1) What drew you to working in the film industry?
I like the idea of telling stories, and presenting visceral images that (hopefully) stick in people’s minds. I’m not about astonishing effects or watching stuff blow up – for me it’s all about understanding the human condition, and film gives you a unique format in which to do that.
2) How did you first get into producing, and was it something you always wanted to do?
I was originally a journalist focusing on music, and eventually also started interviewing people in film – Woody Allen, Nicolas Cage, there were quite a few. I was interested in how films (as art) came to be, and that prompted my speaking with these people not only about what they made but how they managed to get them made.
3) What were the main obstacles you faced when getting your first feature off the ground
We were telling the story by which people would know Ian Curtis so we felt a massive responsibility to getting it right – not only in content but also in having the right people involved, whether they were part of the existing establishment or not. That presented substantial difficulties.
4) What do you look for in a screenplay?
Originality is important but truth more than anything else. Even if it’s an established genre, the only reason to make anything is because it’s real.
5) Are there any common mistakes that you see writers make over and over, in regards to their script and/or in meetings?
They tend to downplay the importance of what they’ve written in order to sound makeable. They’ll talk about how cheaply it can be made and that’s not the point, or more importantly, it’s not the point for someone with whom you’d want to make something in the first place.
6) Do you have any advice for writers trying to break through into the industry?
Write something that is as good as you can make it – that’s hopefully truthful and not derivative – and believe in it. There are a thousand people out there who will tell you why a script’s not good enough to make, and usually they’ll also tell you they have the ability to fix it for you. So many people said that about Control, until we made it and Matt won his BAFTA. Some of those people mean well. A lot are focused upon how your script can benefit them.
7) Do you ever read unsolicited scripts? If so, do you have any tips on the best way a writer can approach a producer or production company in order to get their work read?
Yes, but if they feel derivative I don’t finish them. Be friendly and confident and ask if someone would be willing to read the work. If they’ve got time, chances are they will.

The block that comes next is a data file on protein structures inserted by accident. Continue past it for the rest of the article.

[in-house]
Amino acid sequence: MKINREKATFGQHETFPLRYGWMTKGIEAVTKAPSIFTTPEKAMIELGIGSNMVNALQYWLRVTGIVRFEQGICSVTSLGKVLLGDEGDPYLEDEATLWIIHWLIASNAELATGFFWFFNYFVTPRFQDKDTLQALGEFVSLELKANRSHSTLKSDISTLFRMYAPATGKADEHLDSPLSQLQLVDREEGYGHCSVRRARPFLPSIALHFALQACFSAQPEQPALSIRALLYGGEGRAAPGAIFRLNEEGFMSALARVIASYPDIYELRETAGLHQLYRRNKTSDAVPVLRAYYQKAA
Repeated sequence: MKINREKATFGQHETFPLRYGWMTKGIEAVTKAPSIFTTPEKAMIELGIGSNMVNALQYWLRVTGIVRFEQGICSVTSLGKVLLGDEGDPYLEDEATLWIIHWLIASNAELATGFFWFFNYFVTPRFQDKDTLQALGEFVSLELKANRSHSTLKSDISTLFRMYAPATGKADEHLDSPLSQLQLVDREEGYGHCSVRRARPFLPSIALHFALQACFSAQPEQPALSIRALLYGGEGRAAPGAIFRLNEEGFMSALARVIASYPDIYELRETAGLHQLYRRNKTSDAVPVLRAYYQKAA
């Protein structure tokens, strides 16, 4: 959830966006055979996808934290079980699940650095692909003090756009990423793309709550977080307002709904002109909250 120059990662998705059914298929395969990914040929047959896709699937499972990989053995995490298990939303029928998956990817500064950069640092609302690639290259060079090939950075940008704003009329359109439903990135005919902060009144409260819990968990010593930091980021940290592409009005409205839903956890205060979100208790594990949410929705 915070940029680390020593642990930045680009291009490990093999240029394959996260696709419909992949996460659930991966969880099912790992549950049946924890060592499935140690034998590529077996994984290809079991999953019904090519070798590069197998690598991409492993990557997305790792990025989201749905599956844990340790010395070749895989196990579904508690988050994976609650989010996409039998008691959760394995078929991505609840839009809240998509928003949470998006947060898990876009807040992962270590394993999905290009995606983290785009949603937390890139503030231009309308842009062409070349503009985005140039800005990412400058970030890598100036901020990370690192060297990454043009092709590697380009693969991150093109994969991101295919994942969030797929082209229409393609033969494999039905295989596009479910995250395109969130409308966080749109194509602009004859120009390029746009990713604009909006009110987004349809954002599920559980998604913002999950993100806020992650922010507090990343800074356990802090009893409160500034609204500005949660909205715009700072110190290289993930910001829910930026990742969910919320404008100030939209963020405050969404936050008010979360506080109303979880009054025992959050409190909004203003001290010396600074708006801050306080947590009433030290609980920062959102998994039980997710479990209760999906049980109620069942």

8) Once you’re interested in buying the rights to a script, how it does it work for the writer from there?
You option the material, agreeing on the period, the option price, then usually an extension period/price, and finally the price and participation if it gets made.
9) How do you usually work with the writer when you’re developing their script? How does this change once the film goes into production?
As with all creative work, there’s no set way. Generally there will be notes and they will be worked through and you get to a place where you’re both happy with where the script stands. In production some writers want to be very hands on, others don’t. Every writer should also expect the director to do a pass on the script and for changes to be made during shooting.
10) If there was a piece of advice you could give your younger self when starting out, what would it be?
11) How did you become involved with the Joy Division film, Control? Were there any memorable highs and lows on that project?
Orian Williams, whom I had known since I was 14, and I developed the project from an idea he had originally. We always said we wanted to make something together and, given our shared passion for music, this made sense. I had spent time with New Order as a journalist but that didn’t figure into it much until we had been working on the project for a while. The whole thing took four years, between the negotiations for Debbie’s book, figuring out the best writer, getting the script to a makeable place, selecting the director, the casting took ages (though Shaheen Baig, our casting director was brilliant – she found Sam, who was folding shirts in a factory in Leeds at the time), the money was difficult. In retrospect it’s pretty surprising it worked out at all. There were loads of highs and lows, of course. Perhaps the lowest was when we learned that the UK film credits had been discontinued for our shooting period because of budget shortfalls in the country. The high of premiering in Cannes, on the other hand, was quite high.
12) What’s your favourite thing about the film industry, and also your least!?
It’s the ability to transport immediately. Fellini was the best at that, I think. Least favorite? It seems there are people in the industry who think the way to appear to be important is to be a complete bastard. It’s never worth dealing with those people.
13) If you could have produced any film ever made, what would it be?
Une Femme est une Femme.